September 20, 2016

FPL says it hits half-million new solar panels

By: Vicki Parsons - IT

By Staff report

Sep 15, 2016 at 10:52 AM

Florida Power & Light Co., which bills itself as the largest generator of solar power in Florida, said Thursday that it had completed the installation of half of the 1 million new solar panels it plans to add by the end of this year to power its customers.

The Juno Beach-based company — the primary power provider in Manatee, Sarasota and Charlotte counties — said the panels are in three new solar energy centers, each of which will provide 74.5 megawatts of generating capacity, making them among the largest in the eastern United States.

“We’re tripling the amount of solar energy we generate for our customers this year,” FPL CEO Eric Silagy said. “Laid end to end, the 1 million solar panels would just about wrap around the entire coastline of Florida.”

FPL operates 110 megawatts of large-scale universal solar at three sites in Florida.

The three new centers in Manatee, DeSoto and Charlotte counties, along with several commercial-scale installations, will produce more than 225 new solar megawatts in 2016.

In Charlotte County, it is the FPL Babcock Ranch Solar Energy Center. In DeSoto County, there is the FPL Citrus Solar Energy Center, which is under construction. The FPL Manatee Solar Energy Center also is under construction.

Operating already are solar centers at Daytona International Speedway in Volusia County; at Florida International University in Miami-Dade County; at the Broward Young At Art Museum & Library in Broward County; and at the Palm Beach Zoo & Conservation Society in Palm Beach County.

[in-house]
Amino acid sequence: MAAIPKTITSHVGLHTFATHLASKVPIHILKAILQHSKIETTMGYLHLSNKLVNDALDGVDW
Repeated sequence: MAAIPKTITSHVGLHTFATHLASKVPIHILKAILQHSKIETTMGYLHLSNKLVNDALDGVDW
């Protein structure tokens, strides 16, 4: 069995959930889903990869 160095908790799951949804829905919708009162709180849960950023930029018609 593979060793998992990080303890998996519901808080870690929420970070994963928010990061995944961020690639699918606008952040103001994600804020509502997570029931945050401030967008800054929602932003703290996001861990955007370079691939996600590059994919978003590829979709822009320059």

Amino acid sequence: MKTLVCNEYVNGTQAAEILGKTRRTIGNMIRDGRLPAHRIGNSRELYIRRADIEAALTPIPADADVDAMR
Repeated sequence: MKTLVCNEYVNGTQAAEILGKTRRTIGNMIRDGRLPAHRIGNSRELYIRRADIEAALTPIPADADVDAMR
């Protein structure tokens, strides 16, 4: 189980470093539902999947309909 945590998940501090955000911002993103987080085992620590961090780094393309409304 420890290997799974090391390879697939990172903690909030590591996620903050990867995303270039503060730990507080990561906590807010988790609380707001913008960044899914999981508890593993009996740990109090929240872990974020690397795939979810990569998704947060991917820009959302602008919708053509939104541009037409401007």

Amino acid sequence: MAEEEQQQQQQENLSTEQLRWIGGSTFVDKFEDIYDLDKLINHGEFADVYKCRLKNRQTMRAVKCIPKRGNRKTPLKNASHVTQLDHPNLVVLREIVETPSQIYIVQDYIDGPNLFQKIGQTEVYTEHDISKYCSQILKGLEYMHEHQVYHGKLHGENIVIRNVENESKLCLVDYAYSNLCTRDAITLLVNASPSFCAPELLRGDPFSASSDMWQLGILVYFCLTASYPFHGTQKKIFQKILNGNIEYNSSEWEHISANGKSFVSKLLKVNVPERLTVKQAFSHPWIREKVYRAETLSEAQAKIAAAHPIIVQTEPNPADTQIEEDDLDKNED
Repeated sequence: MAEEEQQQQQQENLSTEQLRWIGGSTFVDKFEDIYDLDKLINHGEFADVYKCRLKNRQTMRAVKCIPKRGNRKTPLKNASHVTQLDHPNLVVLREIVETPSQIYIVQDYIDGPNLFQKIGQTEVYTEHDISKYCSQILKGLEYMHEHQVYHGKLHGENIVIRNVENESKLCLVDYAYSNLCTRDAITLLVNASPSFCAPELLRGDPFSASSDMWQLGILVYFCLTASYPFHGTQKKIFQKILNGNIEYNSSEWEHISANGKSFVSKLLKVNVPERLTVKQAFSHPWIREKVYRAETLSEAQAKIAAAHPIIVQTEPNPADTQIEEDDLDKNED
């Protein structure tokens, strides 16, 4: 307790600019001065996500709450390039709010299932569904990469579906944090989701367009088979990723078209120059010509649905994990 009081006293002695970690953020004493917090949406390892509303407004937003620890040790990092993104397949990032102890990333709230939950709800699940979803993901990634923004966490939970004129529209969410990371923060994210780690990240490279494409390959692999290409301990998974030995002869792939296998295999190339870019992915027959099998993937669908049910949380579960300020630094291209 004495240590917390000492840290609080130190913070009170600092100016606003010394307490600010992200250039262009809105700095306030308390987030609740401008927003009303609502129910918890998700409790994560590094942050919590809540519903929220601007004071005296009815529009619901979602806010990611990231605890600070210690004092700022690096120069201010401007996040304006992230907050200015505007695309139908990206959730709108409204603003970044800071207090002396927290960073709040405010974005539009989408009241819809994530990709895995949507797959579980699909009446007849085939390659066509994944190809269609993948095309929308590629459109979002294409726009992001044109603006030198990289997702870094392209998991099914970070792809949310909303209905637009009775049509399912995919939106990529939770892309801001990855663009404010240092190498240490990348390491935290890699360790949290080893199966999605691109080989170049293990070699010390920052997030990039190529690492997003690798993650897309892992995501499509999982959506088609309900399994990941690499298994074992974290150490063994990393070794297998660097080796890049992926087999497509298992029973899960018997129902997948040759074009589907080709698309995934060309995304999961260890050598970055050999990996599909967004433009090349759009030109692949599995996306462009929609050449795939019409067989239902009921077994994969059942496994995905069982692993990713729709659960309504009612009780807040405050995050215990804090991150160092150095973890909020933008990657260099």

Meanwhile, Florida’s utilities continue to pour money into a political action committee backing a proposed solar-energy ballot initiative, which, if approved by voters, would essentially put into the state Constitution existing rules on the use of solar energy in Florida. From Aug. 27 to Sept. 2, the companies pumped $900,000 into the group, known as “Consumers for Smart Solar.” The committee had raised an overall total of nearly $21.2 million and had $5.3 million in cash on hand as of Sept. 2.

Amendment 1 has drawn opposition from environmentalists and some other groups, which argue that the amendment is an attempt to block the private market for solar energy in Florida, not to expand consumer choice.